What are Aid and Attendance Benefits for Veterans?
February 25, 2015
Are you or someone you love a veteran starting to explore long term care options and the costs associated? Long term care, whether it’s at home or in a care community, can be an expensive consideration. One resource worth looking into is the Veterans Affairs Aid and Attendance program. Many veterans who’ve served their country selflessly qualify for this benefit and are unaware that it’s available. Here is some information to get you started in your research regarding the program, who qualifies and how to apply:
What Are the Aid and Attendance Benefits Offered by the Veterans Affairs?
The Aid and Attendance Program is overseen by Veterans Affairs (VA). It is designed to assist veterans and their spouses with financial difficulties by providing additional financial compensation as needed for in-home care or to help cover the expense of a nursing home or assisted living facility. It is available for the veteran, veteran’s spouse, or surviving spouse of a veteran, as long as all of the requirements are met, and it is provided in conjunction with any existing monthly pension.
In order to qualify to receive this benefit, certain basic requirements must be met. They include:
- Eligibility to receive a basic VA pension
- Meeting requirements for military service
- Meeting specified disability requirements
- Income as well as assets fall within certain guidelines
Each of the following requirements for service must be met in order to qualify to receive Aid and Attendance benefits:
- Discharged honorably from a branch of the US Armed Forces
- Served in the military for a minimum of ninety continuous days, at least one of which was during active war periods
The VA uses these timeframes when determining service eligibility as a wartime veteran:
World War I (April 6, 1917 – November 11, 1918)
World War II (December 7, 1941 – December 31, 1946)
Korean conflict (June 27, 1950 – January 31, 1955)
Vietnam era (February 28, 1961 – May 7, 1975 for Veterans who served in the Republic of Vietnam during that period; otherwise August 5, 1964 – May 7, 1975)
Gulf War (August 2, 1990 – through a future date to be set by law or Presidential Proclamation)
Certain exceptions apply to these guidelines. Moreover, any veteran entering the military after September 7, 1980 must meet a requirement of serving two full years or the full length of time attached to the call of active duty.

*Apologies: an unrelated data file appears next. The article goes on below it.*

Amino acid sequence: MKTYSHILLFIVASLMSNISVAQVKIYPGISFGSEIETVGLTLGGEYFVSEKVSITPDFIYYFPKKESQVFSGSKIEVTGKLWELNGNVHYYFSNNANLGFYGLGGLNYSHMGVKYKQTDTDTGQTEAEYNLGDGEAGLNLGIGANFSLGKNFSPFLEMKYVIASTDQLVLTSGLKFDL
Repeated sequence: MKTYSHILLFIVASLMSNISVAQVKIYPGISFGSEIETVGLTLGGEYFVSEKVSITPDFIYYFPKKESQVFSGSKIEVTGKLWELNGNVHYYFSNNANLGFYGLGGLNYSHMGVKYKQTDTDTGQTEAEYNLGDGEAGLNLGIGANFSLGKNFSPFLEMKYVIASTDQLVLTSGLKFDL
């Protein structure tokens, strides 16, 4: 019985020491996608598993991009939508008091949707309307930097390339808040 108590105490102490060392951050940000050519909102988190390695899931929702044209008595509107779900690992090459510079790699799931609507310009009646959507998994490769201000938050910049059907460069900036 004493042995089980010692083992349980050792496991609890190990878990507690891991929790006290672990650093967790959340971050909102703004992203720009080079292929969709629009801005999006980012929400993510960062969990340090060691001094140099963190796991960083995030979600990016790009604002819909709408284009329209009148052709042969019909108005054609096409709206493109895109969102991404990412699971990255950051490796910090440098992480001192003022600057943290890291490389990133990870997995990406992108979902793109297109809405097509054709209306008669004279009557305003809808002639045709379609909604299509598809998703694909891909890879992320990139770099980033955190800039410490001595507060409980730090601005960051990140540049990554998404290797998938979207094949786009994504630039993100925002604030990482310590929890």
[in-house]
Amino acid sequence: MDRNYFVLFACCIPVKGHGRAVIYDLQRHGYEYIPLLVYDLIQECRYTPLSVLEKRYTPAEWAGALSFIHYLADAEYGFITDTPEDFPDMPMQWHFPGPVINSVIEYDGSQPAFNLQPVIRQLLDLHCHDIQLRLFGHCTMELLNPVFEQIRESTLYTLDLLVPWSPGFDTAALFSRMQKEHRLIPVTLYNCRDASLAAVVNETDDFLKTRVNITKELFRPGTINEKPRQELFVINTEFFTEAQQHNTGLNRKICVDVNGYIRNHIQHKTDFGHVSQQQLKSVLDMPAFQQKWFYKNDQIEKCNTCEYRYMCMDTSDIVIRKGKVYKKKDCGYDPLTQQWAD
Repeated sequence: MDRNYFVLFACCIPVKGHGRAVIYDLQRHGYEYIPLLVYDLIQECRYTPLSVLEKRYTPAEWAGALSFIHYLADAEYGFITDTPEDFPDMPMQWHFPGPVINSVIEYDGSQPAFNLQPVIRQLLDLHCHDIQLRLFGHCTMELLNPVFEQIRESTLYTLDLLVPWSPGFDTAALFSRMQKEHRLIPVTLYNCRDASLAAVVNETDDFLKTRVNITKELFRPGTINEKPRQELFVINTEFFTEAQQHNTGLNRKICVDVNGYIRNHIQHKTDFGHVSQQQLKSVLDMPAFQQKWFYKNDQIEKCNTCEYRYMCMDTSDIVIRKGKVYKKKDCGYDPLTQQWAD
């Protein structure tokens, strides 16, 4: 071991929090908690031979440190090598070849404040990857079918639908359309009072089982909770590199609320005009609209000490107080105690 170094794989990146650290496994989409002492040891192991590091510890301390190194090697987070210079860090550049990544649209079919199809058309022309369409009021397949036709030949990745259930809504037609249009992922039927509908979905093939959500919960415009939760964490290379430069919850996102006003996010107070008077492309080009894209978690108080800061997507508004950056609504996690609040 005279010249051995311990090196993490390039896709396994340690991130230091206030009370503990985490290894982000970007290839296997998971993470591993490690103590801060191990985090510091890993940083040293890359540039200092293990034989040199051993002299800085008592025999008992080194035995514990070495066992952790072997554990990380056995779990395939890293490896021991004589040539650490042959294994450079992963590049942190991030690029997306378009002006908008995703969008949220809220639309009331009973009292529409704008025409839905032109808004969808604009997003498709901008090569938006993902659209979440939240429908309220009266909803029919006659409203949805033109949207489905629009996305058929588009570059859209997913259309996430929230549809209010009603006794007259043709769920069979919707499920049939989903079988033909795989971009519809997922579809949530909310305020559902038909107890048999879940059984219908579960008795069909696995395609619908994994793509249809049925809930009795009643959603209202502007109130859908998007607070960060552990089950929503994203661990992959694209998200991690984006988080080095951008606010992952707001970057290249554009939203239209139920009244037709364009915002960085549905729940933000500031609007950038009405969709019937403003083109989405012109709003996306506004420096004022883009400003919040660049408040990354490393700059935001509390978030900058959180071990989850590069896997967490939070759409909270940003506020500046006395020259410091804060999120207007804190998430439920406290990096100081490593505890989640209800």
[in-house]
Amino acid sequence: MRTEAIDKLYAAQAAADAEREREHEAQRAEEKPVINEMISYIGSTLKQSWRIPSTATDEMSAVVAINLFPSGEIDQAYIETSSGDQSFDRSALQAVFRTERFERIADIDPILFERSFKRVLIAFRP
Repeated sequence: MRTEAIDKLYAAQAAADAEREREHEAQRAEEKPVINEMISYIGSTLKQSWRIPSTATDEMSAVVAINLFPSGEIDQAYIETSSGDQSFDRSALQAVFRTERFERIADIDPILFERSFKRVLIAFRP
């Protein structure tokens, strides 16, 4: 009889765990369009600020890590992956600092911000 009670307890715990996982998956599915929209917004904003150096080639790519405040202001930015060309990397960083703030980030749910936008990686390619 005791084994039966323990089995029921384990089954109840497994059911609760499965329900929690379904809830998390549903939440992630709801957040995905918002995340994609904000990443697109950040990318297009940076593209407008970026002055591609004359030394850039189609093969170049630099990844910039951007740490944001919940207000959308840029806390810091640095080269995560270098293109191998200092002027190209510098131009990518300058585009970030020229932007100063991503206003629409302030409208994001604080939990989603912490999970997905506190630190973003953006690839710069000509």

In order to qualify for benefits, at least one the following circumstances must exist:
- Another individual must aid the veteran/spouse in completing everyday personal care needs
- The veteran/spouse is bedridden, excluding convalescence
- The veteran/spouse suffers from blindness
- The veteran/spouse resides in a nursing home due to a physical or mental disability
The VA will scrutinize any assets in excess of $80,000 for this program however there are many exceptions that should considered, such as the veteran’s home, vehicles and life insurance policies (except current cash value). Income limitations are determined by the Maximum Annual Pension Rate (MAPR). There are many variables affecting this rate which can be found at the VA Benefits website. Make sure to consult with a VA case worker to be you’re considering all factors when determining financial eligibility. They’re there to help you!
What Is the Eligibility for Aid and Attendance Benefits from Veterans Affairs?
In order to be eligible to receive this type of benefit, the individual must be a wartime veteran with no income or income within the guidelines. You must be 65 years of age and meeting disability requirements or a wartime veteran under the age of 65 but completely or permanently disabled. The surviving spouse of a deceased wartime veteran can also qualify for this type of assistance, as long as the spouse has not remarried.
The Application Process
The Aid and Attendance benefit is assistance for a disability occurring outside of military service. It is important to understand that you cannot obtain Aid and Attendance benefits if you are already receiving service-connected compensation.
In order to apply, the veteran or spouse needs to connect with the Veterans Affairs office. Whenever possible, you should contact the VA office at which the claim for pension benefits was filed. A note detailing the reasons why you believe that you are eligible for this benefit should be included along with any documentation that backs up your claim. This documentation can include letters from physicians, nursing home personnel, in-home aides, and anyone else involved in caring for the individual’s personal needs.
Be thorough in the application process and provide all necessary documentation. Make sure to get the help you need from a case worker with the VA to assist you through this as well. Some non-profits or public offices such as your local Area Agency on Aging can often help you with the application also. Once you’ve applied be prepared, this is not something that will happen overnight and often applications can take many months to finally receive a notification of eligibility. However once in place the benefits are well worth the effort to apply. This is a benefit that was earned in service to our nation, if you think you or a loved one qualifies or even if you’re unsure, check in with your local VA resource by calling 1-800-827-1000 or visit the Veteran’s Affairs website.
Hopefully this helps to gain a better understanding of this valuable program and all of us at MyCareMatch.com would like to thank all of our military men and women for their sacrifice and service to this nation.
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